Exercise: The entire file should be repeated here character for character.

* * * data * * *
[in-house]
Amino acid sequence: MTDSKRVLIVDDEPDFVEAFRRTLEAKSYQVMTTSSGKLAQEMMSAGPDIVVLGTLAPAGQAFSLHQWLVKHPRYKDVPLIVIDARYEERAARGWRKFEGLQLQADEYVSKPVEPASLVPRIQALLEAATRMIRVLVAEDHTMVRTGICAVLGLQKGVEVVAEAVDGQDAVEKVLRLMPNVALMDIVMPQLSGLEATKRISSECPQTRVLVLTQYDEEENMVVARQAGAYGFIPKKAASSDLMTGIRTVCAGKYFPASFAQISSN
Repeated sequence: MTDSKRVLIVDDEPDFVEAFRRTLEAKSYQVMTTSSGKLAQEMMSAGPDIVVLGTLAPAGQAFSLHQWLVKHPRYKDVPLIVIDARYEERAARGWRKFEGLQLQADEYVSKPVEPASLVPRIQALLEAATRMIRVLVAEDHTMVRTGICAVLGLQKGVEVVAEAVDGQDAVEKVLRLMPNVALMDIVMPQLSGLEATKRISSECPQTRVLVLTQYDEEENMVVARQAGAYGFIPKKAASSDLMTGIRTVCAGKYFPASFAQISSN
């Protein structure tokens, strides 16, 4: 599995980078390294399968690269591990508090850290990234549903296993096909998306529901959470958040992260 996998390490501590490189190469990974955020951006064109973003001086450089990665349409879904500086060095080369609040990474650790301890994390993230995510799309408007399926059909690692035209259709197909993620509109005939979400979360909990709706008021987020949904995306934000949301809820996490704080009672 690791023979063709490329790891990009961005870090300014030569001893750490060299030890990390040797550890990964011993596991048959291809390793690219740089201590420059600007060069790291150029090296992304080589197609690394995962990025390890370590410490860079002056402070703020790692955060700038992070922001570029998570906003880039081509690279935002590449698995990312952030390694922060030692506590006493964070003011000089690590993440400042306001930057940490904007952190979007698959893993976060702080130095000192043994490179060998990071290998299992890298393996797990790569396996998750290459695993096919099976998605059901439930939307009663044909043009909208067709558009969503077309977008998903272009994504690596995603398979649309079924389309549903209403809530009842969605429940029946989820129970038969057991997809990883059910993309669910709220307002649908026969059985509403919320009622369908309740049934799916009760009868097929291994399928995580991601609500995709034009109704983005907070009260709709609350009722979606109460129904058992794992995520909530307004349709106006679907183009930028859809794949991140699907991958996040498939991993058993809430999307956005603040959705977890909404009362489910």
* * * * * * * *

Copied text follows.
[in-house]
Amino acid sequence: MTDSKRVLIVDDEPDFVEAFRRTLEAKSYQVMTTSSGKLAQEMMSAGPDIVVLGTLAPAGQAFSLHQWLVKHPRYKDVPLIVIDARYEERAARGWRKFEGLQLQADEYVSKPVEPASLVPRIQALLEAATRMIRVLVAEDHTMVRTGICAVLGLQKGVEVVAEAVDGQDAVEKVLRLMPNVALMDIVMPQLSGLEATKRISSECPQTRVLVLTQYDEEENMVVARQAGAYGFIPKKAASSDLMTGIRTVCAGKYFPASFAQISSN
Repeated sequence: MTDSKRVLIVDDEPDFVEAFRRTLEAKSYQVMTTSSGKLAQEMMSAGPDIVVLGTLAPAGQAFSLHQWLVKHPRYKDVPLIVIDARYEERAARGWRKFEGLQLQADEYVSKPVEPASLVPRIQALLEAATRMIRVLVAEDHTMVRTGICAVLGLQKGVEVVAEAVDGQDAVEKVLRLMPNVALMDIVMPQLSGLEATKRISSECPQTRVLVLTQYDEEENMVVARQAGAYGFIPKKAASSDLMTGIRTVCAGKYFPASFAQISSN
């Protein structure tokens, strides 16, 4: 599995980078390294399968690269591990508090850290990234549903296993096909998306529901959470958040992260 996998390490501590490189190469990974955020951006064109973003001086450089990665349409879904500086060095080369609040990474650790301890994390993230995510799309408007399926059909690692035209259709197909993620509109005939979400979360909990709706008021987020949904995306934000949301809820996490704080009672 690791023979063709490329790891990009961005870090300014030569001893750490060299030890990390040797550890990964011993596991048959291809390793690219740089201590420059600007060069790291150029090296992304080589197609690394995962990025390890370590410490860079002056402070703020790692955060700038992070922001570029998570906003880039081509690279935002590449698995990312952030390694922060030692506590006493964070003011000089690590993440400042306001930057940490904007952190979007698959893993976060702080130095000192043994490179060998990071290998299992890298393996797990790569396996998750290459695993096919099976998605059901439930939307009663044909043009909208067709558009969503077309977008998903272009994504690596995603398979649309079924389309549903209403809530009842969605429940029946989820129970038969057991997809990883059910993309669910709220307002649908026969059985509403919320009622369908309740049934799916009760009868097929291994399928995580991601609500995709034009109704983005907070009260709709609350009722979606109460129904058992794992995520909530307004349709106006679907183009930028859809794949991140699907991958996040498939991993058993809430999307956005603040959705977890909404009362489910």